Talk about tough love.
This week, Austria — which has one of the lowest COVID-19 vaccine uptake rates in Europe — decided to put its two million unvaccinated citizens under house arrest.
For the time being, anyone who has resisted COVID-19 vaccinations are only allowed out of their homes to work or to buy groceries. Austrian police will be patrolling, demanding proof of vaccination from anyone found outside.
At this point, it's unclear whether the strategy will work. Although many countries have locked down specific regions to control an outbreak, Austria may be the first to attempt a nationwide lockdown of the unvaccinated.
Practical problems abound; it seems pretty clear there won't be enough police to identify and contain two million vaccine-resistant Austrians.
However, as extreme as the move is, it does recognize two fundamental realities: first, we will never escape the pandemic by asking for more co-operation from a constituency who have made it quite clear they're not open to co-operation; second, modest measures are never going to free us from what is threatening to become a state of perpetual pandemic.
In Austria, and countries such as Germany and the Netherlands, government officials are debating more direct and extreme measures to control the fifth wave of COVID-19.
It should be noted in some of these regions, the "more extreme" measures translate into most of what is already being done in Manitoba: stopping unvaccinated people from eating in restaurants, attending sports and cultural events, and accessing air travel.
However, if you're living in a country where many of those things are already being done (like Canada) and the unvaccinated still pose a threat, leaders need to start considering other extraordinary actions to control the spread of COVID-19, because the current incremental approach is failing.
If extraordinary new measures were to be implemented in Manitoba, they would likely focus on the Southern Health region, which captures dozens of mostly rural municipalities from the southwest shores of Lake Manitoba, south to the U.S. border and east to the Ontario border.
While almost all of the rural communities within this region have lower vaccination rates than urban centres, not all of them have been completely non-compliant.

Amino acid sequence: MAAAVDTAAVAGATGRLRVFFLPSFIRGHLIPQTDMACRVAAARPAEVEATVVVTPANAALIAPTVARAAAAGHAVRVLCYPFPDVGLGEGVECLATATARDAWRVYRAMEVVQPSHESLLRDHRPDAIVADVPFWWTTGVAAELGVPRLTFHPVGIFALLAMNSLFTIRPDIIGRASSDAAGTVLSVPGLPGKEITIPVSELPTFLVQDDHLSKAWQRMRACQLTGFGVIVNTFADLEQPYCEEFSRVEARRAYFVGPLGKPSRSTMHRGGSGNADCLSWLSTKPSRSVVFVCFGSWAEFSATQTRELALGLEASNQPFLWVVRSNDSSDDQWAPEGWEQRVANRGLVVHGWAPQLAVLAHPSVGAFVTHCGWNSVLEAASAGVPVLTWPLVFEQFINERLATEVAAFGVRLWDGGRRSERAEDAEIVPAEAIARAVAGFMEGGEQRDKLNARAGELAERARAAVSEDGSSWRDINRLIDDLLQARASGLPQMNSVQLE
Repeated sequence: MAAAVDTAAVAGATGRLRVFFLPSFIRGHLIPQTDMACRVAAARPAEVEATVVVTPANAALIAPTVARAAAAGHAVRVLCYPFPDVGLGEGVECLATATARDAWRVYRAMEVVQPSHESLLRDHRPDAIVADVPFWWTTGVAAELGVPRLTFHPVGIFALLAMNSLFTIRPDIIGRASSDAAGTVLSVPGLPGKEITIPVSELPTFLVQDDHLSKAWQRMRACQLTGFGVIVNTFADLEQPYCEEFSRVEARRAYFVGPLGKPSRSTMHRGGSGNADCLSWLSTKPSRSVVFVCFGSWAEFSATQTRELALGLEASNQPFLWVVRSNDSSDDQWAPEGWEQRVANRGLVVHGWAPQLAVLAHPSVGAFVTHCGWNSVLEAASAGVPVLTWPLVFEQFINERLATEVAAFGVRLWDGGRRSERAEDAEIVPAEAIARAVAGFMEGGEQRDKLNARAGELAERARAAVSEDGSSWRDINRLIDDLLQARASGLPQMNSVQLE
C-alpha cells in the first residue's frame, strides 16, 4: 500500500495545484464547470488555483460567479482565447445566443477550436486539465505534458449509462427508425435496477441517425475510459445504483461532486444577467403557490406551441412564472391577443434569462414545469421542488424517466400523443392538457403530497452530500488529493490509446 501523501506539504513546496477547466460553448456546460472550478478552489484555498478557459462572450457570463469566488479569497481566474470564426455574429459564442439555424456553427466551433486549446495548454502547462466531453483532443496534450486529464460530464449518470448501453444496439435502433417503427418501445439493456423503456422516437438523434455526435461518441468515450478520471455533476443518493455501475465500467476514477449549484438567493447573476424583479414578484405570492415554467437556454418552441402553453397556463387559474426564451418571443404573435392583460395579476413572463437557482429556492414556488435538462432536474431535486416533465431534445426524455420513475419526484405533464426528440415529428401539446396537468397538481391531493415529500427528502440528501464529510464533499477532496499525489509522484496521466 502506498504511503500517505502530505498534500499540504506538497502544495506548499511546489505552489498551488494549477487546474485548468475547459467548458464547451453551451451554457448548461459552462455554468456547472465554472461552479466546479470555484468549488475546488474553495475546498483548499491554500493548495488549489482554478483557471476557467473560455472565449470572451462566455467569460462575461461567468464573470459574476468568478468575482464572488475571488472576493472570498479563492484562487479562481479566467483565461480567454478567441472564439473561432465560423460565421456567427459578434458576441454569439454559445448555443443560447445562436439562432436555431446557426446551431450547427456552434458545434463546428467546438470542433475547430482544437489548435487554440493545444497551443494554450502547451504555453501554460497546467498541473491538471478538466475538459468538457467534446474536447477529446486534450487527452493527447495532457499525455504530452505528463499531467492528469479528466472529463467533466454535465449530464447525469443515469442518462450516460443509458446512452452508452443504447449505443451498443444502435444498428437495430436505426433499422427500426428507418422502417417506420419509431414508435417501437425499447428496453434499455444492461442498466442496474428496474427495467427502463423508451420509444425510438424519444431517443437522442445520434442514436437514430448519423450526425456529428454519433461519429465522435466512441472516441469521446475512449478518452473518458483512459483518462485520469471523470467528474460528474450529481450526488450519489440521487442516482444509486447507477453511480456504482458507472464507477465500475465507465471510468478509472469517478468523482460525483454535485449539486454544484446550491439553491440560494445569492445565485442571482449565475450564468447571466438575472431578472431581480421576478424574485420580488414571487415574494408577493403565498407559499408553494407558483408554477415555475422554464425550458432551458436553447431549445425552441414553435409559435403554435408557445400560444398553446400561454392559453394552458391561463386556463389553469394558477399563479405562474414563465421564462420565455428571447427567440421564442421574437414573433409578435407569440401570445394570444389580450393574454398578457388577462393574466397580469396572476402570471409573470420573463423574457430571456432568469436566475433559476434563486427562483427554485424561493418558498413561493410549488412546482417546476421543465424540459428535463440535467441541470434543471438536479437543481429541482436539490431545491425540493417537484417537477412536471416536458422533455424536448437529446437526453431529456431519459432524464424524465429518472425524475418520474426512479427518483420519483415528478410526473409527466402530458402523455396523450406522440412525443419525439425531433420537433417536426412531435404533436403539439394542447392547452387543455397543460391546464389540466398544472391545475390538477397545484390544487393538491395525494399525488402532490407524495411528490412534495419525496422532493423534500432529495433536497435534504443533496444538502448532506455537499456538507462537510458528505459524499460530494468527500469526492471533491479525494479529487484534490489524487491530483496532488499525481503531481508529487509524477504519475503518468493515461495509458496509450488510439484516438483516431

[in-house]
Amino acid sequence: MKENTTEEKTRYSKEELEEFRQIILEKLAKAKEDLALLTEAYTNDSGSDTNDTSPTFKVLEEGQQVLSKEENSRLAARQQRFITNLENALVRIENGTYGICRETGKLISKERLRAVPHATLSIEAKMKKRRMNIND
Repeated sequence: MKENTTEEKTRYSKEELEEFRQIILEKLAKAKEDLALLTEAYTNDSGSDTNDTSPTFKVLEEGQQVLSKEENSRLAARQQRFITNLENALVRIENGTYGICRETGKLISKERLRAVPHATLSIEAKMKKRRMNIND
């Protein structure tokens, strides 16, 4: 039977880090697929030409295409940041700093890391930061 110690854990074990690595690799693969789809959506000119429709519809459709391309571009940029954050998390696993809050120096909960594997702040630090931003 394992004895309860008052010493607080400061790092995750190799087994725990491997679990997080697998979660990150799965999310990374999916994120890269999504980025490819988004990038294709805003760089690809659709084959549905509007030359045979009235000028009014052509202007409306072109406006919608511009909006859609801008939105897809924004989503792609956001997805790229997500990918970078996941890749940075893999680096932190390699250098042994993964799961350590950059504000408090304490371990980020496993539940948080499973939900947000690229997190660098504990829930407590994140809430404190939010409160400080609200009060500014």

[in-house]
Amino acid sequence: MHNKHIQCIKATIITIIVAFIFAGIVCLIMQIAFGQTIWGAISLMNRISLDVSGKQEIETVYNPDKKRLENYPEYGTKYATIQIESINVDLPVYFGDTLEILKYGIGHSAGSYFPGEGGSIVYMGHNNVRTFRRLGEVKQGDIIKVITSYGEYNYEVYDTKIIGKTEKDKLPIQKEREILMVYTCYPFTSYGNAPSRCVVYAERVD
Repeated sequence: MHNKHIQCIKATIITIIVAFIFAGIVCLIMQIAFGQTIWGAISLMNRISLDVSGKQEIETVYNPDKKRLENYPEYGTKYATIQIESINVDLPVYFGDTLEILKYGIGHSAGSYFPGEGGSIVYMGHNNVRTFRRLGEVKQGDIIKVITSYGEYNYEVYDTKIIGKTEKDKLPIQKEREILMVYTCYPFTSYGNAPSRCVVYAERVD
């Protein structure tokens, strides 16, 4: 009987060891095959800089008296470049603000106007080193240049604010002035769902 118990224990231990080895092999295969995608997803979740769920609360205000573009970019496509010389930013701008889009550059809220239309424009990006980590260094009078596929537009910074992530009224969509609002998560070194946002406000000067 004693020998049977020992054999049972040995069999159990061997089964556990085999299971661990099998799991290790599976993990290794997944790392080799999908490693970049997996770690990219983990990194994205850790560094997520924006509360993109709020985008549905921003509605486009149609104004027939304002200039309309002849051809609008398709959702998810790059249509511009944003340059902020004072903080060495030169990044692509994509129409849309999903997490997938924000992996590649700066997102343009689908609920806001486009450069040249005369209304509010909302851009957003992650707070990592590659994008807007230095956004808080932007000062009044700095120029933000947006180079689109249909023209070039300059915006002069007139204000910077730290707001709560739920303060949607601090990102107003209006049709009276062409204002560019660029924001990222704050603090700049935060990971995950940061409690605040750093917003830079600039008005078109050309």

While almost all of the rural communities within this region have lower vaccination rates than urban centres, not all of them have been completely non–compliant.
Communities such as Spruce Woods, Carman, Grey, Cartier/SFX, rural Portage are near or comfortably over 70 per cent fully vaxxed. Not high enough to fend off the perpetual pandemic, but better than a few months ago.
However, communities such as North Norfolk, Roland and Hanover are closer to 50 per cent. Then, there is the RM of Stanley, where only slightly more than a quarter of residents are fully vaccinated and all social and economic restrictions have had very little impact.
Faced with this resistance, Manitoba public health officials have continued to embrace a strategy used in past waves of COVID-19 to disastrous results: incremental increases in social and economic restrictions as case counts and test positivity rates rise, leading to greater stress on the health-care system and, ultimately, more deaths.
Past failures have made no impression on Manitoba's pandemic response. Last week, new "restrictions" were enacted in Southern Health, including limits on gatherings for faith-based services.
Two problems: first, it only takes two people — one of them infected with the novel coronavirus — to spark an outbreak; second, how compliant will people be in communities where three out of every four have refused the vaccine?
Those obvious flaws in logic have not convinced Dr. Brent Roussin, Manitoba's chief provincial public heath officer, to try something new. In a news conference Wednesday, he claimed the current modest measures should be effective as long as, "We can get buy in for what we're doing right now."
With the greatest of respect — far too many people in southern Manitoba are not buying in and they're not likely to start buying in anytime soon.
Going back to the Austrian example, it seems quite likely at some point the province will have to consider locking down regions of the province where vaccine resistance is persistent. To avoid the impractical aspects of the Austrian strategy, that may mean putting fully vaccinated people into lockdown even though they've done everything they personally could do to help fight COVID-19.
This is not the creation of a COVID-19 leper's colony. It is, however, a recognition neither carrots nor sticks are going to change the minds of the hardcore vaccine resistant.
This is not the creation of a COVID–19 leper's colony. It is, however, a recognition neither carrots nor sticks are going to change the minds of the hardcore vaccine resistant.
Manitobans may shiver at the thought of checkpoints on provincial trunk highways in and out of the region. But we should remember we've already used that approach on provincial borders when travel out of and into Manitoba was severely restricted.
It all seems too extreme and extraordinary until you remember without some sort of extraordinary measures, the gross majority who have been vaccinated will continue to be held hostage by the minority refusing the vaccine.
While that situation persists, all options — even the extraordinary ones — need to be on the table.
Born and raised in and around Toronto, Dan Lett came to Winnipeg in 1986, less than a year out of journalism school with a lifelong dream to be a newspaper reporter.